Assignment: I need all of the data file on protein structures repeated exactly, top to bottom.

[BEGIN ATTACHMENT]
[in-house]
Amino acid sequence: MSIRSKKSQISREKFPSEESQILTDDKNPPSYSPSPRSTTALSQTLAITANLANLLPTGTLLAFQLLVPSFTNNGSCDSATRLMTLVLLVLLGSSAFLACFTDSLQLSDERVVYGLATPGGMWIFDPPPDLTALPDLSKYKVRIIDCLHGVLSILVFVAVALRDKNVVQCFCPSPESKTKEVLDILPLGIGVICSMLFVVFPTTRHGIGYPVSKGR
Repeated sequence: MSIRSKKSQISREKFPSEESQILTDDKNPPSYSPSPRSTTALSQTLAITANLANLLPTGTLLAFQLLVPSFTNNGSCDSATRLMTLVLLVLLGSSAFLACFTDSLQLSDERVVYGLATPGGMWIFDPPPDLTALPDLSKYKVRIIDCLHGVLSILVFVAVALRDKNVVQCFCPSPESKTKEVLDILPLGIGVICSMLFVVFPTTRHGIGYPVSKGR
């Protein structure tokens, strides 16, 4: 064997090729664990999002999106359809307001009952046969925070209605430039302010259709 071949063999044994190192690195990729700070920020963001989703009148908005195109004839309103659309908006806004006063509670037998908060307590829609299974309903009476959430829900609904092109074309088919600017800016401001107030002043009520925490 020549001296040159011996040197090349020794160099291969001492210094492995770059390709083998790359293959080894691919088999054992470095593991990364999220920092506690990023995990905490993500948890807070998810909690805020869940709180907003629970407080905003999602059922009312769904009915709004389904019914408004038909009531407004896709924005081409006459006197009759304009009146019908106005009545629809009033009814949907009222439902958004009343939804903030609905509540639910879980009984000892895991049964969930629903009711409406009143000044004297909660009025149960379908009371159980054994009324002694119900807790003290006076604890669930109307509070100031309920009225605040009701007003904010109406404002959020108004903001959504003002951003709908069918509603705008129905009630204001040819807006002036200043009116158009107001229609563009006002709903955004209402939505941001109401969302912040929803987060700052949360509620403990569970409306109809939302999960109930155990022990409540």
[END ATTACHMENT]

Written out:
[in-house]
Amino acid sequence: MSIRSKKSQISREKFPSEESQILTDDKNPPSYSPSPRSTTALSQTLAITANLANLLPTGTLLAFQLLVPSFTNNGSCDSATRLMTLVLLVLLGSSAFLACFTDSLQLSDERVVYGLATPGGMWIFDPPPDLTALPDLSKYKVRIIDCLHGVLSILVFVAVALRDKNVVQCFCPSPESKTKEVLDILPLGIGVICSMLFVVFPTTRHGIGYPVSKGR
Repeated sequence: MSIRSKKSQISREKFPSEESQILTDDKNPPSYSPSPRSTTALSQTLAITANLANLLPTGTLLAFQLLVPSFTNNGSCDSATRLMTLVLLVLLGSSAFLACFTDSLQLSDERVVYGLATPGGMWIFDPPPDLTALPDLSKYKVRIIDCLHGVLSILVFVAVALRDKNVVQCFCPSPESKTKEVLDILPLGIGVICSMLFVVFPTTRHGIGYPVSKGR
């Protein structure tokens, strides 16, 4: 064997090729664990999002999106359809307001009952046969925070209605430039302010259709 071949063999044994190192690195990729700070920020963001989703009148908005195109004839309103659309908006806004006063509670037998908060307590829609299974309903009476959430829900609904092109074309088919600017800016401001107030002043009520925490 020549001296040159011996040197090349020794160099291969001492210094492995770059390709083998790359293959080894691919088999054992470095593991990364999220920092506690990023995990905490993500948890807070998810909690805020869940709180907003629970407080905003999602059922009312769904009915709004389904019914408004038909009531407004896709924005081409006459006197009759304009009146019908106005009545629809009033009814949907009222439902958004009343939804903030609905509540639910879980009984000892895991049964969930629903009711409406009143000044004297909660009025149960379908009371159980054994009324002694119900807790003290006076604890669930109307509070100031309920009225605040009701007003904010109406404002959020108004903001959504003002951003709908069918509603705008129905009630204001040819807006002036200043009116158009107001229609563009006002709903955004209402939505941001109401969302912040929803987060700052949360509620403990569970409306109809939302999960109930155990022990409540």